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  3. “You do not continually piss off your clients by changing the composition, flavour, and size of your products and expect sales to continue. “

    You certainly do not just keep producing the same product with the same size at the same price, all the time paying higher costs and expect to keep making a profit.

    Even large businesses make mistakes but they own the business, they pay for the mistakes.

    If I was Mondelez I would have got the fuck out of Dunedin (and NZ) as well.

    Not sure I would have gone to another small-minded communist country though.

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    • No you just keep making the same product and size and recipe and ut the price up when you need to.
      Wait to see if sales fall or pic up again.
      Don’t ruin your product then expect to see good sales!
      I will never touch Cadburys again, and never buy Milo now as it is full of sugar.
      We can add sugar if we want to!

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      • Havn’t bought any Cadbury products since Dunedin’s closure, Whitakers & Nestle chocolate taste real good, Cadburys was awful, perhaps the Aussie taste buds ca’t tell the difference between quality chocolate and brown oily shit.

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        • I haven’t bought any chocolate products at all except for a small bag of chocolate pieces to sprinkle on my ice cream. One year later I’ve still got 90% of the bag left.

          Wouldn’t know the difference and I bet those fat slags I see stuffing trollies with chocolate at the supermarket wouldn’t either.

          I suspect any serious reduction in revenue has been more due to fashion and dietary fads than any anti-Cadbury movement.

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          • Once upon a time, Cadbury was NZ’s most trusted brand (according to Reader’s Digest). In 2007, Cadbury was the most trusted brand fives years in a row.

            http://www.scoop.co.nz/stories/BU0705/S00650/cadbury-named-nz-most-trusted-brand.htm

            I’ve found it difficult to determine when they dropped, but certainly in 2010 they weren’t doing so well reputation-wise according to NBR.

            So, it appears that Cadbury has been suffering for some years and quite possibly represents a sustained anti-Cadbury movement.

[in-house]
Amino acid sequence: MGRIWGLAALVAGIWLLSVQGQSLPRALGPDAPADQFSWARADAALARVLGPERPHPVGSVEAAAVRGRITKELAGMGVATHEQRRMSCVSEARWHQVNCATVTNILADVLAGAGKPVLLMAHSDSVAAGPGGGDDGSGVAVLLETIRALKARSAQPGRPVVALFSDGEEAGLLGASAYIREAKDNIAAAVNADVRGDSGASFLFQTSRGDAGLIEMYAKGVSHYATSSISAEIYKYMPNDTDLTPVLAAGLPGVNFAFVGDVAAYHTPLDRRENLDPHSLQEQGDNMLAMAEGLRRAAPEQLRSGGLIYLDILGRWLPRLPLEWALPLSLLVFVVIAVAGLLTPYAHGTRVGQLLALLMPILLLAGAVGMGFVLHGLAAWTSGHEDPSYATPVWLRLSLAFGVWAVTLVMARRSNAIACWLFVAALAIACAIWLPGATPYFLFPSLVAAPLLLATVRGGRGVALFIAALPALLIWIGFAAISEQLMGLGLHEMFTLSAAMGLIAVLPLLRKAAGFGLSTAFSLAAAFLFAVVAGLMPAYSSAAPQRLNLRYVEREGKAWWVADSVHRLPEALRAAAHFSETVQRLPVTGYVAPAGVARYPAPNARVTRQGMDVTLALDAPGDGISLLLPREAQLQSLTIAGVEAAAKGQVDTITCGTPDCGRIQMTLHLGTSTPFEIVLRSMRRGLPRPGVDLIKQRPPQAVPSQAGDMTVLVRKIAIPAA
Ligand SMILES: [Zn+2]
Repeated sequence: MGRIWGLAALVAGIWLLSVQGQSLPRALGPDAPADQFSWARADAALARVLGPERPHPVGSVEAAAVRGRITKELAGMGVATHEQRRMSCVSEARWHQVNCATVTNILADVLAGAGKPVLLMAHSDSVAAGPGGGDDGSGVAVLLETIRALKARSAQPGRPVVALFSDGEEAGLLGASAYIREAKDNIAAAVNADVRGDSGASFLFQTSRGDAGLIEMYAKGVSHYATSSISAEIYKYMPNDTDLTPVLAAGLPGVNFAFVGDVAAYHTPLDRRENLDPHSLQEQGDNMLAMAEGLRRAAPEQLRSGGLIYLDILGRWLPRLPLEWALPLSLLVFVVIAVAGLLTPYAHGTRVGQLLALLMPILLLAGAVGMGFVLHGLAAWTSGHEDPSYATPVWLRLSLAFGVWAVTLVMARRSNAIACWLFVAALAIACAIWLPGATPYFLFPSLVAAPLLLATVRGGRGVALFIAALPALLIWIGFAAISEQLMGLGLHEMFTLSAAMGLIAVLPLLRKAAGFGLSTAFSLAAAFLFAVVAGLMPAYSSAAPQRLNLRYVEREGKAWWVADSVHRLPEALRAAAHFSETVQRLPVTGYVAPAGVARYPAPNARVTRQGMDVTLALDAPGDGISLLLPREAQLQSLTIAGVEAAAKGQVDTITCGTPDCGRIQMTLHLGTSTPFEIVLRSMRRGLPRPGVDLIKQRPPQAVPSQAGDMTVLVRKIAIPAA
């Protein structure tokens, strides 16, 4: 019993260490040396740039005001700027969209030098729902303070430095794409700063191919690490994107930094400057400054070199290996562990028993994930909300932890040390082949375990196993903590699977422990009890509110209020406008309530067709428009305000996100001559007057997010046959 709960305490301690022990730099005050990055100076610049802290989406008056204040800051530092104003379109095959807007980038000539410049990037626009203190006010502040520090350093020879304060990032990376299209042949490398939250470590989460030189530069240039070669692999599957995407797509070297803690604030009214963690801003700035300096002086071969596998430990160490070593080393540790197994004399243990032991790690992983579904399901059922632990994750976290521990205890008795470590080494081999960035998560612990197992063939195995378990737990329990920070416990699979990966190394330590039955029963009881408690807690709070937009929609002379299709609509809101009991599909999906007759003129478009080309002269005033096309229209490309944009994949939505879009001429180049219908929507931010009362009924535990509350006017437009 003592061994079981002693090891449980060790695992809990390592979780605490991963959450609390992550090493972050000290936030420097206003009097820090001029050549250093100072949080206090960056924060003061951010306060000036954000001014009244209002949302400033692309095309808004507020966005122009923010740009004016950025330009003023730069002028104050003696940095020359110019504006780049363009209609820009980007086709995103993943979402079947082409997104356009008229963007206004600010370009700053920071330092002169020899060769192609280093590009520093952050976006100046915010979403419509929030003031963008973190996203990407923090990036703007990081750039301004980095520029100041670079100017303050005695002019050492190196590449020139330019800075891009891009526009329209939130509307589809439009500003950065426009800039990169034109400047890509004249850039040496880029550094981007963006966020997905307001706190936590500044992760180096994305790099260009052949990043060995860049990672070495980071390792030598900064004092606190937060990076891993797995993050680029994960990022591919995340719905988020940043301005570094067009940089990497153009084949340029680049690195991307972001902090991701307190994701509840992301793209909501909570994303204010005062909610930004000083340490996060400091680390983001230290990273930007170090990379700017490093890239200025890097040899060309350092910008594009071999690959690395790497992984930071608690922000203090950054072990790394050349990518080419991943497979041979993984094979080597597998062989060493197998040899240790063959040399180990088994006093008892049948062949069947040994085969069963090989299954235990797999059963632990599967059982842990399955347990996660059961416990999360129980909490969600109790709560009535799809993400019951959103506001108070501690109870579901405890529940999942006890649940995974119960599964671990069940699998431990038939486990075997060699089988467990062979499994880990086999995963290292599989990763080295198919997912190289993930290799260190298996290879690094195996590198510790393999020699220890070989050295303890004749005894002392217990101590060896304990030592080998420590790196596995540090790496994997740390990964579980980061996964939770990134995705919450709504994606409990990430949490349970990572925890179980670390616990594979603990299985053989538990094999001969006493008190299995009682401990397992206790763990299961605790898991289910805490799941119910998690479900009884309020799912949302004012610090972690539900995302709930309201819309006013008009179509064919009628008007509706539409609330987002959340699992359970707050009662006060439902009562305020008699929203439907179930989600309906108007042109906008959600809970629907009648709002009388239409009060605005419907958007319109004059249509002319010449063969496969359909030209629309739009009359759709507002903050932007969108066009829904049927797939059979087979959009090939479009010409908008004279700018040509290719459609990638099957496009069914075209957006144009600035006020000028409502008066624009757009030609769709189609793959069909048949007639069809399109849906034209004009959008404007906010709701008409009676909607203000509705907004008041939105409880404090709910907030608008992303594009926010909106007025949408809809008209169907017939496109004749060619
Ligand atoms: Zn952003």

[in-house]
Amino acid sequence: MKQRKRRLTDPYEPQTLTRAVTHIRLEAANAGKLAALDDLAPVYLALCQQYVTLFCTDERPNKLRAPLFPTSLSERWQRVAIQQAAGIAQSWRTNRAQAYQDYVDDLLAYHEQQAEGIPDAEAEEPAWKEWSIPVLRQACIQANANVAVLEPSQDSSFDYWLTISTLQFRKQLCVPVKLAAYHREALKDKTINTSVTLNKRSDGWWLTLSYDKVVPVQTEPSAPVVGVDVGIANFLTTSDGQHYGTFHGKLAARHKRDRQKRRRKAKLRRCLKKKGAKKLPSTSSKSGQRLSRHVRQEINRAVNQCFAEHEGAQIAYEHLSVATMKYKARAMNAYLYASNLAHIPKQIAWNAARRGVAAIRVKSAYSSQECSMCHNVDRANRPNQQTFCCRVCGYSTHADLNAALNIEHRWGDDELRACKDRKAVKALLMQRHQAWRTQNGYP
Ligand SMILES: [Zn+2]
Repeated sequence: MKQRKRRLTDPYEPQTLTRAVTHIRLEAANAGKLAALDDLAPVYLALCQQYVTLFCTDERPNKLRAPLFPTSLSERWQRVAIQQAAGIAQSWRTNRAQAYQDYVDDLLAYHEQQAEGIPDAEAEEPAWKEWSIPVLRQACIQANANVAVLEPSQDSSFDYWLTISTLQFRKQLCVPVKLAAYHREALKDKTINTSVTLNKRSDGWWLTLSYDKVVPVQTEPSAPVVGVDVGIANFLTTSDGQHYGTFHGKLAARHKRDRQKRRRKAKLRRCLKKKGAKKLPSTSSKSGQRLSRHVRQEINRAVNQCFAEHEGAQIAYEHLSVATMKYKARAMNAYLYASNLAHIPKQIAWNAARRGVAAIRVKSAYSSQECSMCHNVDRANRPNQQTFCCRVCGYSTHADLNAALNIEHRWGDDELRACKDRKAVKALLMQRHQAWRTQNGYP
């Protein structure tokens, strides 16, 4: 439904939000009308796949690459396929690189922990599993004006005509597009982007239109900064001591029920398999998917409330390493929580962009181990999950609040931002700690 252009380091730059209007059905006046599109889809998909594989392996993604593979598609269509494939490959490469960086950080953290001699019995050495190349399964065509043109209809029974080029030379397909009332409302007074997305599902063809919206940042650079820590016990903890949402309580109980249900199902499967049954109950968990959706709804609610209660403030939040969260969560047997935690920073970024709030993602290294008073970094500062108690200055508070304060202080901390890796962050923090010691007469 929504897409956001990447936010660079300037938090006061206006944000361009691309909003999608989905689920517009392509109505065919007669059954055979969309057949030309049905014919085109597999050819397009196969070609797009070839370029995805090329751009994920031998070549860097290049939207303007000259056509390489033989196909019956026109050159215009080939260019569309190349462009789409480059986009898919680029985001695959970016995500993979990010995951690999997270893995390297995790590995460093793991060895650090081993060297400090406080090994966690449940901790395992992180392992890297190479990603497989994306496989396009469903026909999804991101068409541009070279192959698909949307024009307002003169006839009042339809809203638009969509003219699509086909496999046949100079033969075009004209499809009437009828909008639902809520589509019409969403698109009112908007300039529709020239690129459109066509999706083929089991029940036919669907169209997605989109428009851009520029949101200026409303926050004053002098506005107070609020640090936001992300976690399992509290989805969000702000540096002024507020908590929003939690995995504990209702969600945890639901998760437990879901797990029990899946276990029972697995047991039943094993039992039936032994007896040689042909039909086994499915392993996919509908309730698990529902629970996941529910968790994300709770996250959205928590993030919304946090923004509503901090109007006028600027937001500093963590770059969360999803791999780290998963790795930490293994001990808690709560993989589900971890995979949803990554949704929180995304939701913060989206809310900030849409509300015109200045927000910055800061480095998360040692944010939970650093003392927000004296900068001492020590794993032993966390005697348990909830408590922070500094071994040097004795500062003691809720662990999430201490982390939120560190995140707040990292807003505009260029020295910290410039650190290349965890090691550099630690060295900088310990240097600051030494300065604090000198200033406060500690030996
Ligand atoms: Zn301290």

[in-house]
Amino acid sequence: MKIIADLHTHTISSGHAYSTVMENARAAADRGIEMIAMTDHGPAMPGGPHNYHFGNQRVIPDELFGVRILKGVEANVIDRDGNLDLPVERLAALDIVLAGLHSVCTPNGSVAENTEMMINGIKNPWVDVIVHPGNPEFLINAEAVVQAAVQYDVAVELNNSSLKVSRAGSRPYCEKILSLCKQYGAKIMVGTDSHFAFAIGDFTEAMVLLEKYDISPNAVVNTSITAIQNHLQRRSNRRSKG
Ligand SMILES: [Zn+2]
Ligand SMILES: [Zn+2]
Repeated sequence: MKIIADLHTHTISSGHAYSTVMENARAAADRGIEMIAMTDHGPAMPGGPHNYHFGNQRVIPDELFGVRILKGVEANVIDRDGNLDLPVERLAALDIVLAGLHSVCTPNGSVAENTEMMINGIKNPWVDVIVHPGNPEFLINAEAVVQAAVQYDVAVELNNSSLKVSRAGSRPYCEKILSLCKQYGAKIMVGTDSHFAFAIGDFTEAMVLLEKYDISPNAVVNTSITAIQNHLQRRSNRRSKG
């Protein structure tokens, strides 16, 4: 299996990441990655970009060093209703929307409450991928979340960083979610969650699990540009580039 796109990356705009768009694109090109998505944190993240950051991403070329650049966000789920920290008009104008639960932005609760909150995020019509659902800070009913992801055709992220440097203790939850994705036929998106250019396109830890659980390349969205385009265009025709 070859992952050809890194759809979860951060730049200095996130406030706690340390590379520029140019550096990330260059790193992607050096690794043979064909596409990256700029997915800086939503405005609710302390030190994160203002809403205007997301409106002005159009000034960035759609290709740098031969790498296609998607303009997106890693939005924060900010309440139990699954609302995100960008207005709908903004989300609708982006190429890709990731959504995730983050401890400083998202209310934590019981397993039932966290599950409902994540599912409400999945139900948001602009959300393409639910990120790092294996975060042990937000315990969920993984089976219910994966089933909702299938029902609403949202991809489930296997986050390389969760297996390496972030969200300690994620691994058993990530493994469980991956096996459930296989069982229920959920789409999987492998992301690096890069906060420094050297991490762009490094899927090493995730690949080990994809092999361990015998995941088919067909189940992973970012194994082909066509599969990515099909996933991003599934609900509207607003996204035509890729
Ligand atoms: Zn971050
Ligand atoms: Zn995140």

(Whittakers was 2018’s most trusted NZ brand according to Reader’s Digest).

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            • I’m not sure about the date, but it was when it was found out they had dropped the cocoa and cocoa oil and substituted palm oil and more sugar, and then said that kiwis liked the new taste, and then said that they had removed the palm oil. Liars, no one believes them.

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              • 2009 was the year of the big palm-oil scandal. They’ve simply never recovered from that, with Mondelez intent on detonating the brand’s goodwill. Cadbury in the UK is going through similar convulsions under Mondelez ownership.

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          • “I suspect any serious reduction in revenue has been more due to fashion and dietary fads than any anti-Cadbury movement.” I believe our per capita chocolate consumption hasn’t decreased – it’s still among the highest in the world. That, and the rise in Whittaker’s fortunes over the last few years, might disprove your notion.

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      • Cadbury products are banned in our house. The last straw was when the bloody awful Aussie-made Roses started circulating here. We’ve voted with our wallets and support Kiwi brands such as Whittaker’s and Rainbow Confectionary. The products are far superior anyway.

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    • They broke the first rule of selling. You put the price up. People will tolerate inflation, but if you start stripping out the quality and/or quantity they feel ripped off and their faith in the product is detonated.

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  4. Lindt for me as they refuse to make their chocolate halal. UK Cadbury tastes better than the crap served here. Italian chocolate rocks too